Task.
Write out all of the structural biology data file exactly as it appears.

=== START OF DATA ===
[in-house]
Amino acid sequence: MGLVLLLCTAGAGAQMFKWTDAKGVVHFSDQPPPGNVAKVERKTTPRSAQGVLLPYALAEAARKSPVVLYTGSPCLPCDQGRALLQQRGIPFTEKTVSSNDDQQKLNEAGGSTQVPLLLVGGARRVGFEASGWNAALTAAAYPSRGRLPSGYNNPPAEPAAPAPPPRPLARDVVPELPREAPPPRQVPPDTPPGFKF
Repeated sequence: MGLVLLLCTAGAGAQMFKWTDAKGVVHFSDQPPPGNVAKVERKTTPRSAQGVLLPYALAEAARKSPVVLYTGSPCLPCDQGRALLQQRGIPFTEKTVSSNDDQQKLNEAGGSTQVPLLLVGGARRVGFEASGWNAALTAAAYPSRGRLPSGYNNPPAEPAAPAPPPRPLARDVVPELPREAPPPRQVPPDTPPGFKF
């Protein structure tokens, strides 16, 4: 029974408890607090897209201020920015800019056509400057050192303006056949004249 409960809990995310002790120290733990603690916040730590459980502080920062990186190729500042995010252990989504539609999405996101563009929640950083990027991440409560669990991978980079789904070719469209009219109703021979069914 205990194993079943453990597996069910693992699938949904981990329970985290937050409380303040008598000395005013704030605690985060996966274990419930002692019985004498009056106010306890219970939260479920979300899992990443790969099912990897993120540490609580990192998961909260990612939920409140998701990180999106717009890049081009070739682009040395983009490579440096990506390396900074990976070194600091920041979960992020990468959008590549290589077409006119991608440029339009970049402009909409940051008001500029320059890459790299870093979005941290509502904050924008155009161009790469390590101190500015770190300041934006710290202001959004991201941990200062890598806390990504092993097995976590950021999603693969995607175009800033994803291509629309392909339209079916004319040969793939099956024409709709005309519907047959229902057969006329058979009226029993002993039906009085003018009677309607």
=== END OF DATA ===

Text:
[in-house]
Amino acid sequence: MGLVLLLCTAGAGAQMFKWTDAKGVVHFSDQPPPGNVAKVERKTTPRSAQGVLLPYALAEAARKSPVVLYTGSPCLPCDQGRALLQQRGIPFTEKTVSSNDDQQKLNEAGGSTQVPLLLVGGARRVGFEASGWNAALTAAAYPSRGRLPSGYNNPPAEPAAPAPPPRPLARDVVPELPREAPPPRQVPPDTPPGFKF
Repeated sequence: MGLVLLLCTAGAGAQMFKWTDAKGVVHFSDQPPPGNVAKVERKTTPRSAQGVLLPYALAEAARKSPVVLYTGSPCLPCDQGRALLQQRGIPFTEKTVSSNDDQQKLNEAGGSTQVPLLLVGGARRVGFEASGWNAALTAAAYPSRGRLPSGYNNPPAEPAAPAPPPRPLARDVVPELPREAPPPRQVPPDTPPGFKF
């Protein structure tokens, strides 16, 4: 029974408890607090897209201020920015800019056509400057050192303006056949004249 409960809990995310002790120290733990603690916040730590459980502080920062990186190729500042995010252990989504539609999405996101563009929640950083990027991440409560669990991978980079789904070719469209009219109703021979069914 205990194993079943453990597996069910693992699938949904981990329970985290937050409380303040008598000395005013704030605690985060996966274990419930002692019985004498009056106010306890219970939260479920979300899992990443790969099912990897993120540490609580990192998961909260990612939920409140998701990180999106717009890049081009070739682009040395983009490579440096990506390396900074990976070194600091920041979960992020990468959008590549290589077409006119991608440029339009970049402009909409940051008001500029320059890459790299870093979005941290509502904050924008155009161009790469390590101190500015770190300041934006710290202001959004991201941990200062890598806390990504092993097995976590950021999603693969995607175009800033994803291509629309392909339209079916004319040969793939099956024409709709005309519907047959229902057969006329058979009226029993002993039906009085003018009677309607």